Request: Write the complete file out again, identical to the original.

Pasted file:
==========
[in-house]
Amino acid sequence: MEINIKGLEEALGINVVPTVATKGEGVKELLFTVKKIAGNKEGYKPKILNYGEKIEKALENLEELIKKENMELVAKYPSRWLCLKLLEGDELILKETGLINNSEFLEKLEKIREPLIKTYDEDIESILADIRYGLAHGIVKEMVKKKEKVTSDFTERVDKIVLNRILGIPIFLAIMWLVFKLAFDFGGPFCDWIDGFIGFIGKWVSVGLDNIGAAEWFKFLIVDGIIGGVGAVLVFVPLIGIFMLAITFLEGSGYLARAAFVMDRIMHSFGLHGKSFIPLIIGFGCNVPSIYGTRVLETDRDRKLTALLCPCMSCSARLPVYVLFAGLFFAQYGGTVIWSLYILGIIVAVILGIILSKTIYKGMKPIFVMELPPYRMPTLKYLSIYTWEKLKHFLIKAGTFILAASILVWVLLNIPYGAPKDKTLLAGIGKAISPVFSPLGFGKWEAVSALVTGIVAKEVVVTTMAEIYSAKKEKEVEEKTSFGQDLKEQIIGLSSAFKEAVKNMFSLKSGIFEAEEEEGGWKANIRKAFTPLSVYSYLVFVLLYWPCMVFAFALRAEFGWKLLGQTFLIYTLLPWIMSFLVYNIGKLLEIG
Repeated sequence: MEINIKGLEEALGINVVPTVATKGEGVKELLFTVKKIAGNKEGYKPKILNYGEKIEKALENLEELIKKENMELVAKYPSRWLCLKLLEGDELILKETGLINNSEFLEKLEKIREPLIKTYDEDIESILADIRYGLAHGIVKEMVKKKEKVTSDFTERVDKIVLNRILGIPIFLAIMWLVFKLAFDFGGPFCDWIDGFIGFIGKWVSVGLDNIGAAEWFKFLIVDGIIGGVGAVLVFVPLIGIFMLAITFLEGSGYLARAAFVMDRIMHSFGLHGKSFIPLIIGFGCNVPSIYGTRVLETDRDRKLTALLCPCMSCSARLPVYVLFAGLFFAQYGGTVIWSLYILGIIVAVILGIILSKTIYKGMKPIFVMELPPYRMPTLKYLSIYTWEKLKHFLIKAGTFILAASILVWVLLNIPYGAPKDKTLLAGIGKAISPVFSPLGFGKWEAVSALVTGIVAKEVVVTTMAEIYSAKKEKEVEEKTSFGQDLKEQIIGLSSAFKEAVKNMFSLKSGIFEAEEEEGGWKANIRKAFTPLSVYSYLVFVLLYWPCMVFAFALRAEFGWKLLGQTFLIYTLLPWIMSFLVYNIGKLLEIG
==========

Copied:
[in-house]
Amino acid sequence: MEINIKGLEEALGINVVPTVATKGEGVKELLFTVKKIAGNKEGYKPKILNYGEKIEKALENLEELIKKENMELVAKYPSRWLCLKLLEGDELILKETGLINNSEFLEKLEKIREPLIKTYDEDIESILADIRYGLAHGIVKEMVKKKEKVTSDFTERVDKIVLNRILGIPIFLAIMWLVFKLAFDFGGPFCDWIDGFIGFIGKWVSVGLDNIGAAEWFKFLIVDGIIGGVGAVLVFVPLIGIFMLAITFLEGSGYLARAAFVMDRIMHSFGLHGKSFIPLIIGFGCNVPSIYGTRVLETDRDRKLTALLCPCMSCSARLPVYVLFAGLFFAQYGGTVIWSLYILGIIVAVILGIILSKTIYKGMKPIFVMELPPYRMPTLKYLSIYTWEKLKHFLIKAGTFILAASILVWVLLNIPYGAPKDKTLLAGIGKAISPVFSPLGFGKWEAVSALVTGIVAKEVVVTTMAEIYSAKKEKEVEEKTSFGQDLKEQIIGLSSAFKEAVKNMFSLKSGIFEAEEEEGGWKANIRKAFTPLSVYSYLVFVLLYWPCMVFAFALRAEFGWKLLGQTFLIYTLLPWIMSFLVYNIGKLLEIG
Repeated sequence: MEINIKGLEEALGINVVPTVATKGEGVKELLFTVKKIAGNKEGYKPKILNYGEKIEKALENLEELIKKENMELVAKYPSRWLCLKLLEGDELILKETGLINNSEFLEKLEKIREPLIKTYDEDIESILADIRYGLAHGIVKEMVKKKEKVTSDFTERVDKIVLNRILGIPIFLAIMWLVFKLAFDFGGPFCDWIDGFIGFIGKWVSVGLDNIGAAEWFKFLIVDGIIGGVGAVLVFVPLIGIFMLAITFLEGSGYLARAAFVMDRIMHSFGLHGKSFIPLIIGFGCNVPSIYGTRVLETDRDRKLTALLCPCMSCSARLPVYVLFAGLFFAQYGGTVIWSLYILGIIVAVILGIILSKTIYKGMKPIFVMELPPYRMPTLKYLSIYTWEKLKHFLIKAGTFILAASILVWVLLNIPYGAPKDKTLLAGIGKAISPVFSPLGFGKWEAVSALVTGIVAKEVVVTTMAEIYSAKKEKEVEEKTSFGQDLKEQIIGLSSAFKEAVKNMFSLKSGIFEAEEEEGGWKANIRKAFTPLSVYSYLVFVLLYWPCMVFAFALRAEFGWKLLGQTFLIYTLLPWIMSFLVYNIGKLLEIG